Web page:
What was your first cheese like?
It actually turned out like a cheese! But I didn’t unfortunately get to taste it as I’d just found out I was expecting, so my husband had to be my guinea pig. Luckily it didn’t do him any harm so I carried on.
So how do you get from cheese making in the kitchen to a proper product on shelves?
I kept making cheese at home and when I worked out it was something I wanted to do, I spoke to Environmental Health about a fit for sale product. From there it was about getting into the local shops and luckily both Red House Farm and my local deli in Goosegreen, Altincham were impressed enough to take the cheese on. I did go back to work as I’d been doing this on my maternity, but my heart wasn’t in it and now I produce Burt’s Blue full time.
Do you still turn out the cheeses in the kitchen?
No! I’ve been very lucky to find a small room that adjoins the Cheshire Cookery School just up the road from my house, which is very handy. I had a few false starts finding places, but this is my permanent home now. I’ve kitted the room out with plastic wall cladding, vats, moulds and all the other cheese making paraphernalia. It’s a proper dairy. The cheese is both made, matured here and packaged here.
Thankfully not too many and not what you term proper disasters. We initially used a single farm to produce the cream and the milk, however they couldn’t change their rounds to suit us and this was a big problem in the warm weather. We now buy off a local co-op instead and this suits us much better. I think the only proper has been during the cold weather all the pipes froze so we had no water to make the cheese with. As they thawed they burst and we had considerably too much water!
What have you learned in the last year?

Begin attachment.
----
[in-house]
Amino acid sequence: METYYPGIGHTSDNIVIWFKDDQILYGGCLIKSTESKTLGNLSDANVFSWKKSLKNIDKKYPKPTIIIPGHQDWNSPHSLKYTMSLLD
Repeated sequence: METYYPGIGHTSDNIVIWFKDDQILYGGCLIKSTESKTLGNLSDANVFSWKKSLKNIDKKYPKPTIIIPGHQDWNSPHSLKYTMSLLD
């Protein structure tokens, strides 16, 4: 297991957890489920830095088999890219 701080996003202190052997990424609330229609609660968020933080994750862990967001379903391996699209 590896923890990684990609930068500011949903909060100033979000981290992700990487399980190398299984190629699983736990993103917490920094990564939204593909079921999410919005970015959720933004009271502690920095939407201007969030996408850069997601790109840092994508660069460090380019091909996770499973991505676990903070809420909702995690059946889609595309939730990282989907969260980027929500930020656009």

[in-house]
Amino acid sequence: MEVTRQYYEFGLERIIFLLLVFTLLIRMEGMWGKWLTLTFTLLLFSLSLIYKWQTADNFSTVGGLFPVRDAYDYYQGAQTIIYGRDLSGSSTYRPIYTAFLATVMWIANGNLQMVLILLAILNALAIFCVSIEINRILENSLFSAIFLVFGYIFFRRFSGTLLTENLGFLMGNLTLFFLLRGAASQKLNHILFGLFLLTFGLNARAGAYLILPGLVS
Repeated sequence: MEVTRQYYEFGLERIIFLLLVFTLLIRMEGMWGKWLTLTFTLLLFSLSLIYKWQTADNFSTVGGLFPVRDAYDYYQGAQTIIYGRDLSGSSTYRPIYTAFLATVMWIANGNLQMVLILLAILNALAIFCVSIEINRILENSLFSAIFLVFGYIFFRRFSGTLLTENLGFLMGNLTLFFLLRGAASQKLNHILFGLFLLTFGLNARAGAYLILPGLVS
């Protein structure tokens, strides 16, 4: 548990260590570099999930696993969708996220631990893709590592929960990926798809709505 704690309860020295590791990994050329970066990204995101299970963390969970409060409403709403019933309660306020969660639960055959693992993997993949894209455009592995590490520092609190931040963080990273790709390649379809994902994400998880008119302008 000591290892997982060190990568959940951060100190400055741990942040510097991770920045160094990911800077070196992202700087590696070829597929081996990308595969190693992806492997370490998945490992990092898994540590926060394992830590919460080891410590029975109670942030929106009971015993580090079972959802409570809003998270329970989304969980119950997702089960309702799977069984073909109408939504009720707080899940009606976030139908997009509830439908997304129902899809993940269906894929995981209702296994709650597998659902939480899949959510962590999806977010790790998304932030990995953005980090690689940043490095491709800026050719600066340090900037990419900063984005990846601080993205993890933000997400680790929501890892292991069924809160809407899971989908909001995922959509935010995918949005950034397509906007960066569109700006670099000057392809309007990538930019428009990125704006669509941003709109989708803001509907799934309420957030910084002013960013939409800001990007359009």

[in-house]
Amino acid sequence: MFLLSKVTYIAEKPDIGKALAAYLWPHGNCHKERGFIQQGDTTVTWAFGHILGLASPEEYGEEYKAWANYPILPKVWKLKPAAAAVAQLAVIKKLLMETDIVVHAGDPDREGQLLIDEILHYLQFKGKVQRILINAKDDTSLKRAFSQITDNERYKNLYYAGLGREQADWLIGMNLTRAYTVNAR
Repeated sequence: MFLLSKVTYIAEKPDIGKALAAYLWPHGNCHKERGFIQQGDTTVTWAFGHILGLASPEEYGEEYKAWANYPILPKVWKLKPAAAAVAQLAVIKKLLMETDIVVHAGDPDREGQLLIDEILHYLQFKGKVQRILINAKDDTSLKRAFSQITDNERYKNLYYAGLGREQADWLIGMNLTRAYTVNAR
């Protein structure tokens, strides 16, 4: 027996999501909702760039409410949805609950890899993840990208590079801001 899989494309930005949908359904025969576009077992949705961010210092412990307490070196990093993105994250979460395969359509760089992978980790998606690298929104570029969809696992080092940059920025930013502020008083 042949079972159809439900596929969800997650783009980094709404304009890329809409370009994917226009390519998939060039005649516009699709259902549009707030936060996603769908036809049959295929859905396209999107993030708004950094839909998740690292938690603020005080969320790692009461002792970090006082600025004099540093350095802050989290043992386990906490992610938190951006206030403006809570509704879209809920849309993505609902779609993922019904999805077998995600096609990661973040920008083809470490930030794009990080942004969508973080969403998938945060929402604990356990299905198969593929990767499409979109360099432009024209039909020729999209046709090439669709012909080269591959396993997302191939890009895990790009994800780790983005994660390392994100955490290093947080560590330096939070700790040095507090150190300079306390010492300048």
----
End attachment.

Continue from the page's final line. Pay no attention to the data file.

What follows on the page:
It’s been a massive learning curve and I learned so much, each day I’m learning new things and think I always will. Finding the right suppliers, working with stockists, getting the cheese right, all the different coats on the cheese; it just carries on. However sometimes you realise things are beyond your control. There’s a saying that cheese never sleeps; I think that goes for the cheese maker as well! I still very much feel like a beginner and am very excited about what the future holds.
Ps The cheese is suitable for veggies too, so we can all enjoy!
Burts is now stocked in the following places: Cheese Shop, Chester; Cheese Hamlet, Didsbury; Barbakan Deli, Chorlton; Cheese Emporium, Altrincham Market; Red House Farm, Altrincham; Cheshire Smokehouse; Good Cheese Company; Pendrills, wholesaler (supplies into Northcotes); Sam’s Fresh and Local, Bramhall; Cheerbrook Farm Shop; De Fine, Sandiway; The Hollies Farm Shop, Cheshire; Hopley House, Middlewich; Williams & Sons, Holmes Chapel; Yellow Broom, Twemlow; Sextons, Lymm; Pokusevskis Deli, Heaton Moor; Ken’s deli, Westhaughton. And you can catch Claire at the Altincham Producers Market, held every third Saturday of the month.
Burt’s Blue Cheese, 14 Grosvenor Close, Altincham, Cheshire WA14 1LA –
07709 394292 – Claire@burtscheese.com – Twitter